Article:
It’s been said that the best part of travel is the anticipation. Until recently, I disagreed. I’ve been everywhere from Jordan to Argentina, ridden camels, flown in prop planes and helicopters, and paddled furiously toward a distant shore in BVI.
Then in December I went to the Languedoc region of France on a travel study course through my grad program. I was apprehensive about traveling with a group, but anticipated much strolling and croissant nibbling, just like in those romantic B&W photographs I had attached to my bathroom mirror in college. Reality: early breakfasts in the banquet area of chain hotels and a shared room, ensuring that I had no time alone. Several of my classmates were inexperienced travelers and one treated us like her own personal sherpas. Even being asked out by a cute, Jane Austen-quoting 25-year-old didn’t help. Highlights included a jolting bus ride with a benevolent dictator of a tour guide and being herded through the Pope’s Palace in Avignon during caffeine withdrawal. I considered that trip an aberration. Now, I’m sipping a latte at a cafe in a small French village on what should be a romantic trip with my boyfriend. Yet, it’s taken a week in Paris and several days in the countryside for me to feel anywhere near normal.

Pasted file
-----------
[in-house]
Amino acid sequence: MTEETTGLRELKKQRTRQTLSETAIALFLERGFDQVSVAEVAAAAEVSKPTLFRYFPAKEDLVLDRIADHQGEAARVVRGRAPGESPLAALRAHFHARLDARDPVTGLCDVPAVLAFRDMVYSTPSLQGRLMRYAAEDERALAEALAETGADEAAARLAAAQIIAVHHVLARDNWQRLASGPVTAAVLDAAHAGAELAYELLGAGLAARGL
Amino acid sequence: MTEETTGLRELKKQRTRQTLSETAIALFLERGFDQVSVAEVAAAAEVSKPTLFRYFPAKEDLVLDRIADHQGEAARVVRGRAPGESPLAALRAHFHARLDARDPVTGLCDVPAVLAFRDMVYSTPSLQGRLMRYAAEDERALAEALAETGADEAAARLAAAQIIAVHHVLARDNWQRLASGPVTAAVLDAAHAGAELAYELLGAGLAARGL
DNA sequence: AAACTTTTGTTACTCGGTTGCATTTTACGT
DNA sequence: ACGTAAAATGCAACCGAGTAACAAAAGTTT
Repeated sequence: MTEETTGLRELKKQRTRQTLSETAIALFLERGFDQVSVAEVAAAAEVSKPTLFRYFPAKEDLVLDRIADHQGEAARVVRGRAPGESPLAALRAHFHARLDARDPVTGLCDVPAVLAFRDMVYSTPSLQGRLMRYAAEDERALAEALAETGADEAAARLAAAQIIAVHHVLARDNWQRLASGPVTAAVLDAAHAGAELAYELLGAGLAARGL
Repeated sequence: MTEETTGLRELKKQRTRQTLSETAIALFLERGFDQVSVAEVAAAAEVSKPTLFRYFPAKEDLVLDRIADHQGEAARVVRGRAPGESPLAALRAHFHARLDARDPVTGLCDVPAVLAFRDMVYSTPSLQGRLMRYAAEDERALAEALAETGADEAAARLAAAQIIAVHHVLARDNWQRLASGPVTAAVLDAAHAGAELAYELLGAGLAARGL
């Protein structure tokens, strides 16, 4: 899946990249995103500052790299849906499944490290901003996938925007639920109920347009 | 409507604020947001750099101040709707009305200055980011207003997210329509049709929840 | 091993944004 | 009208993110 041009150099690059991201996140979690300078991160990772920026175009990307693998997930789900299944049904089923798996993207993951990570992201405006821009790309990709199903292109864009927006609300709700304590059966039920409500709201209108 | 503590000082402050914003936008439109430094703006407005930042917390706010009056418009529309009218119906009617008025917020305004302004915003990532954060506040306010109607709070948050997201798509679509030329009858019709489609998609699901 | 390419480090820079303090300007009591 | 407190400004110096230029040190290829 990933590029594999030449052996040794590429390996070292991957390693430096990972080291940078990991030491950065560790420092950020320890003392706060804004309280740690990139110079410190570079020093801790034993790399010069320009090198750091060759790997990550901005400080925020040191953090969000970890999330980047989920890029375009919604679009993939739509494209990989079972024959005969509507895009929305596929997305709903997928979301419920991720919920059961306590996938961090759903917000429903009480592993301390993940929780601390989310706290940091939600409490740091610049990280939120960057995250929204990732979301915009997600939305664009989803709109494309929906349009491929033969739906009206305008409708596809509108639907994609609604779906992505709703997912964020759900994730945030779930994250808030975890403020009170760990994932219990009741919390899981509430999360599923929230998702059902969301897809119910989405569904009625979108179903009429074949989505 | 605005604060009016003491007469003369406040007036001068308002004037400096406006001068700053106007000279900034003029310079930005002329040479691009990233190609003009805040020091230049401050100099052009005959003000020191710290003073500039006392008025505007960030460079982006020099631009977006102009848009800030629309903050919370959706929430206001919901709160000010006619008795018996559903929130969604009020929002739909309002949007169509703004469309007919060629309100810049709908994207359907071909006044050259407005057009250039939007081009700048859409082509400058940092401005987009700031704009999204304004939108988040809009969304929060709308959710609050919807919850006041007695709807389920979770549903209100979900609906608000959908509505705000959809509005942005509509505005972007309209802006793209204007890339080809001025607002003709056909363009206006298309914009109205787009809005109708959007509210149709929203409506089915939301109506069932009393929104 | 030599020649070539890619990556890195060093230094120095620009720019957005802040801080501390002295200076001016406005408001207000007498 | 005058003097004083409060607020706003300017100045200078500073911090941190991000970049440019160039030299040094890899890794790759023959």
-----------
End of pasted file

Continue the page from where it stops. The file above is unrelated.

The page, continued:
Is it jet lag? And will its effects worsen with each passing year? Do I need to change something about the way I travel? Or am I being sabotaged by years of been-there-done-thats and my own high expectations? In less than a month, I’ll be headed to Barcelona for a week and won’t have the luxury of time to get over jet lag. I’m excited about that trip… and I want the reality to meet my anticipations.
Help! I’ve tried everything from mantras to Melatonin, to little avail. Has your enthusiasm for and/or enjoyment of travel changed over time? How do you deal with jet lag? Have you had to change things about the way you travel? If you have any advice, I’d love to hear it.
Tags: forty, forty-plus, jet lag, middle aged women, over forty, travel, women, women over 40, women over 50, women over forty